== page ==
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Web UI should support flame graphs #166

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rakyll opened this Issue Jul 19, 2017 · 23 comments

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rakyll commented Jul 19, 2017

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Flame graphs allow you to move in a specific ancestry path from a very compact UI and lets the users to zoom in/out specific paths easily. Flame graphs became one of the defato representation of profiling data in the industry in the recent years, e.g. go-torch is a highly successful tool and often user's entry point to visualize pprof data in Go.

Consider supporting flame graphs in addition to the dot visualization on the new web UI, so we can provide this representation out-of-the-box with minimal setup and external dependencies.

(If you need this feature as well, you can 👍 so the team knows about your interest.)

@rakyll rakyll changed the title from Web UI should support the flame graphs to Web UI should support flame graphs Jul 19, 2017

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nathanleclaire Jul 20, 2017

This would be amazing! Thanks for putting together the proposal. One thing I especially love from go-torch / Brendan's script is that you can search and highlight based on keyword, e.g., reflect to show very quickly each candle that touches reflect package. Would love to see that included in a Golang official version as well.

goflamegraph

nathanleclaire commented Jul 20, 2017

This would be amazing! Thanks for putting together the proposal. One thing I especially love from go-torch / Brendan's script is that you can search and highlight based on keyword, e.g., reflect to show very quickly each candle that touches reflect package. Would love to see that included in a Golang official version as well.

goflamegraph

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nathanleclaire Jul 20, 2017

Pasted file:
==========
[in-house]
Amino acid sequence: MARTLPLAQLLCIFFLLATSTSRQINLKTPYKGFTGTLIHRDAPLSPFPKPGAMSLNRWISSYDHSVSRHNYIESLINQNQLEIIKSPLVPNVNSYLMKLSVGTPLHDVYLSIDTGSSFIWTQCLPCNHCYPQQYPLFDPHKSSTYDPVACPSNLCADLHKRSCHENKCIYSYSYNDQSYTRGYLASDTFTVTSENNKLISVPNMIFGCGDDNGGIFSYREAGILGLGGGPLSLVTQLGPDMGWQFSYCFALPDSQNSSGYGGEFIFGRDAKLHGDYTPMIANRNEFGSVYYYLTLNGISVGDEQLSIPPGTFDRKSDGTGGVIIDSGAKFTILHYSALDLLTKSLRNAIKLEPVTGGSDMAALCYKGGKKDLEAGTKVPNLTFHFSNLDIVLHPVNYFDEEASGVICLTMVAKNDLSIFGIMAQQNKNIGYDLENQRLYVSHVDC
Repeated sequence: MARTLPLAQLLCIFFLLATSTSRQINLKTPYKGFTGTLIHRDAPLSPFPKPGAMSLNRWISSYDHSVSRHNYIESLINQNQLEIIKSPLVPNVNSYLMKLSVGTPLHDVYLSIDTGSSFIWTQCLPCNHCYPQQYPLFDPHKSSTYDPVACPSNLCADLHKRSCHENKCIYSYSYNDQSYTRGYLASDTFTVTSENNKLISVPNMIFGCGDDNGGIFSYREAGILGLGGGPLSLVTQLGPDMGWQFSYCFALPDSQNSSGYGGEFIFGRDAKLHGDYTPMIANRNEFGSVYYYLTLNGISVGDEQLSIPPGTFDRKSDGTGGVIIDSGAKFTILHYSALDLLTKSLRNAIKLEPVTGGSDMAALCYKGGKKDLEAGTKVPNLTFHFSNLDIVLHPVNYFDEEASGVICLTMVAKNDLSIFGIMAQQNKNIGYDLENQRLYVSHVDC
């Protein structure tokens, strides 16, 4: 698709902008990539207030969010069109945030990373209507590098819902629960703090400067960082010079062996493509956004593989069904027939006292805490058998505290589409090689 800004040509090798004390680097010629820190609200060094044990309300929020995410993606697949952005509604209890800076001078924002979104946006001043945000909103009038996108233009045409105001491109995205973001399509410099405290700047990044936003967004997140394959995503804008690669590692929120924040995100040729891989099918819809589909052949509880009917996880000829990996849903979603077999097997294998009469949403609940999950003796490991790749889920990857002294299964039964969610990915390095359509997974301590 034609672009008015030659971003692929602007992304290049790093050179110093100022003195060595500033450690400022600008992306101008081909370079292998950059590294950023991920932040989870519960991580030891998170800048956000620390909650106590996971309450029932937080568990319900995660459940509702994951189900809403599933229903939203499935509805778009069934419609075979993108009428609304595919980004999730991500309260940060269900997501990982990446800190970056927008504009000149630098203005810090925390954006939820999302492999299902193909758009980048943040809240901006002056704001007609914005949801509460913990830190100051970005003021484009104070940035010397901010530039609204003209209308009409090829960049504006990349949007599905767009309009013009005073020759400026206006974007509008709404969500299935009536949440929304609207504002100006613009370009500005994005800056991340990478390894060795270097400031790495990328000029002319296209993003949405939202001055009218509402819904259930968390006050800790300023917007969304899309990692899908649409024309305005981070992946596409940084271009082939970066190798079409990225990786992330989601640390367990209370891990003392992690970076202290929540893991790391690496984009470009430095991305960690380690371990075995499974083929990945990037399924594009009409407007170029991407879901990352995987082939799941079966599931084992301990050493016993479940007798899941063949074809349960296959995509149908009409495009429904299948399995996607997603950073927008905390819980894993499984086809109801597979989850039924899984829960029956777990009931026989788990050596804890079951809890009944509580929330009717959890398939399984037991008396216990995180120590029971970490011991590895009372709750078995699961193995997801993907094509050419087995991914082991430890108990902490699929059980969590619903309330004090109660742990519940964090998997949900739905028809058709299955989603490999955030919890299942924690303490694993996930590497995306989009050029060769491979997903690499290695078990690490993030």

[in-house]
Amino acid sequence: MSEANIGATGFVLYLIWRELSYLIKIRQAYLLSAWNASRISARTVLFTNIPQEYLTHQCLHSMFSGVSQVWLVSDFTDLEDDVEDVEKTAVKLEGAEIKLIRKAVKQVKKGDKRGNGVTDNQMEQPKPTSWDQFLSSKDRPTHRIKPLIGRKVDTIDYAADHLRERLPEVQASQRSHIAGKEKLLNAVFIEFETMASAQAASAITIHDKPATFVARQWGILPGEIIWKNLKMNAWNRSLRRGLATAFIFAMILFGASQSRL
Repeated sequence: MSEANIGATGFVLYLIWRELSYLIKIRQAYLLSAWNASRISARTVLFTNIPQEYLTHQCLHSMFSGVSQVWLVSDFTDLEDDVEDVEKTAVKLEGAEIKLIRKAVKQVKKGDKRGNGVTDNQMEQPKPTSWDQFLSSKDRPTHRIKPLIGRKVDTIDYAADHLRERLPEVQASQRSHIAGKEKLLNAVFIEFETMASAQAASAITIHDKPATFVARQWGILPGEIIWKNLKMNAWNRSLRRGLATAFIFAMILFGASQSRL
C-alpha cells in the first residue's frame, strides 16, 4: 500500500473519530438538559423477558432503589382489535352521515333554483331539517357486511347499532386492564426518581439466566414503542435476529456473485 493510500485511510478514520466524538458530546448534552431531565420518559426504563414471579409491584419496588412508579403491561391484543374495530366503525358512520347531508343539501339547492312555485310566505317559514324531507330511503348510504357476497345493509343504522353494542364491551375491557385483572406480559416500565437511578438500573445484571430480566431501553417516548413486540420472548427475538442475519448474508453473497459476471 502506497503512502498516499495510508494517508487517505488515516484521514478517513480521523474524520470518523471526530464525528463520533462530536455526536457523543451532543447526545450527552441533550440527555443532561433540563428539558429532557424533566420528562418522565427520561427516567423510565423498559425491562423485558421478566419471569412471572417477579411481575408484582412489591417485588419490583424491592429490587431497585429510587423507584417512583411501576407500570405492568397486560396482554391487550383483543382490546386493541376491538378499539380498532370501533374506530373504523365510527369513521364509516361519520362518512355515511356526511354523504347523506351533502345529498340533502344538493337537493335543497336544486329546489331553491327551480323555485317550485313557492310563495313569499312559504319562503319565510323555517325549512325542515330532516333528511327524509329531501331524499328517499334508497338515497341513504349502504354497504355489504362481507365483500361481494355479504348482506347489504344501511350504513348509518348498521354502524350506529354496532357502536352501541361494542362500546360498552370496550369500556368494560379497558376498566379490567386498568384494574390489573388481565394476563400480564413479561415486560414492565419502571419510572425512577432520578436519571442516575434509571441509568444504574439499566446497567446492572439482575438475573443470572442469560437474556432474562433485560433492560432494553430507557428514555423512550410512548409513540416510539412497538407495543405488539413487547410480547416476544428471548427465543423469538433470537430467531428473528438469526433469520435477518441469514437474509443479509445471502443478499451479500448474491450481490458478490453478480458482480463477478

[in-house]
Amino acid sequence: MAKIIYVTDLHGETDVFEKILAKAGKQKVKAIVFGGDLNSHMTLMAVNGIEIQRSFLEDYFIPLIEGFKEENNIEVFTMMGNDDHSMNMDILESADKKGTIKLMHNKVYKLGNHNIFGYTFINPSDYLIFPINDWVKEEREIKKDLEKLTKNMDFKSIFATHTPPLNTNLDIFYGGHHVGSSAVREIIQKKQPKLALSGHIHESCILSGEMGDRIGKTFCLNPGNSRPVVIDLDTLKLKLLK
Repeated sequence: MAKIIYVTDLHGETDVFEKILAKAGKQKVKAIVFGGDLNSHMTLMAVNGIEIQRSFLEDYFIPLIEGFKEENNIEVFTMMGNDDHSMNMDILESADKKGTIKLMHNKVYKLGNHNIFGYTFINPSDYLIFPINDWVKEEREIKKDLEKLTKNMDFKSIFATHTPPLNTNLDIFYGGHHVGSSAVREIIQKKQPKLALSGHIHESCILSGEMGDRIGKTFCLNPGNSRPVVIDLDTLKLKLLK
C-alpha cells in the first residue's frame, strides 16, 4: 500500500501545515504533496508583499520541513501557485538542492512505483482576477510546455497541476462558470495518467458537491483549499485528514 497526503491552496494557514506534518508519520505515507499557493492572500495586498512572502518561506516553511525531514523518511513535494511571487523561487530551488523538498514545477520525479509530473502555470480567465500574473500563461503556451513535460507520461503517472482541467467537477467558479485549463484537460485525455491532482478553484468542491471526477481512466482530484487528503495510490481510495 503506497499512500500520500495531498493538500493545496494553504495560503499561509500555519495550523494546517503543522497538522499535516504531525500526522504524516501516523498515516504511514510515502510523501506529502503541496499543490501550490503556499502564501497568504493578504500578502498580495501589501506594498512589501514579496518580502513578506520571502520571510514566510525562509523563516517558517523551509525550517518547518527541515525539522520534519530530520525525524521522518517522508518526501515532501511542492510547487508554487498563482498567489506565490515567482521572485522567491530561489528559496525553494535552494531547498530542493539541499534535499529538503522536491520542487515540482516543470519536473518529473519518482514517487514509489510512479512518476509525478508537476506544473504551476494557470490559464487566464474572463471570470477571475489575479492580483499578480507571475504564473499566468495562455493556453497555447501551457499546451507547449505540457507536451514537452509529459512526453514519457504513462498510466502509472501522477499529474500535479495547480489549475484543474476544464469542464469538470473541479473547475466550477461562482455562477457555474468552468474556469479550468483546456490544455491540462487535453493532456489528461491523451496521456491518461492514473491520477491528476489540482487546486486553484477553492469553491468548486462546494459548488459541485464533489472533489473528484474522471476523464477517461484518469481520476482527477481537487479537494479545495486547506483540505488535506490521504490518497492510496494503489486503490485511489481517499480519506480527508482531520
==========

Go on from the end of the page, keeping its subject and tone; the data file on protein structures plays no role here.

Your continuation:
I bet you could do fun things with color too, like give each package its own unique tint, so that one could quickly scan the graph for mis-behaving packages.

nathanleclaire commented Jul 20, 2017

I bet you could do fun things with color too, like give each package its own unique tint, so that one could quickly scan the graph for mis-behaving packages.

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nathanleclaire Jul 20, 2017

If I recall as well, I also had a pretty hard time getting a useful flame graph for anything other than CPU usage (e.g., memory) from pprof. That's something to consider, I'd love to see some Golang memory usage flame graphs.

nathanleclaire commented Jul 20, 2017

If I recall as well, I also had a pretty hard time getting a useful flame graph for anything other than CPU usage (e.g., memory) from pprof. That's something to consider, I'd love to see some Golang memory usage flame graphs.

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chenziliang Jul 20, 2017

Would really love to have this stuff built in

chenziliang commented Jul 20, 2017

Would really love to have this stuff built in

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huydx Jul 20, 2017

flamegraph has been my default development stack for a while now, love it is a default part of pprof

huydx commented Jul 20, 2017

flamegraph has been my default development stack for a while now, love it is a default part of pprof

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pierods Jul 20, 2017

Yes please

pierods commented Jul 20, 2017

Yes please

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mremond Jul 20, 2017

I think it would be very useful as well.
👍

mremond commented Jul 20, 2017

I think it would be very useful as well.
👍

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campoy Jul 20, 2017

As someone that has written a workshop on the topic (github.com/campoy/go-tooling-workshop) I can assure you that flame graphs are an amazing tool for beginners, information is represented in a far clearer way, and removing the setup friction would be great.

👍

campoy commented Jul 20, 2017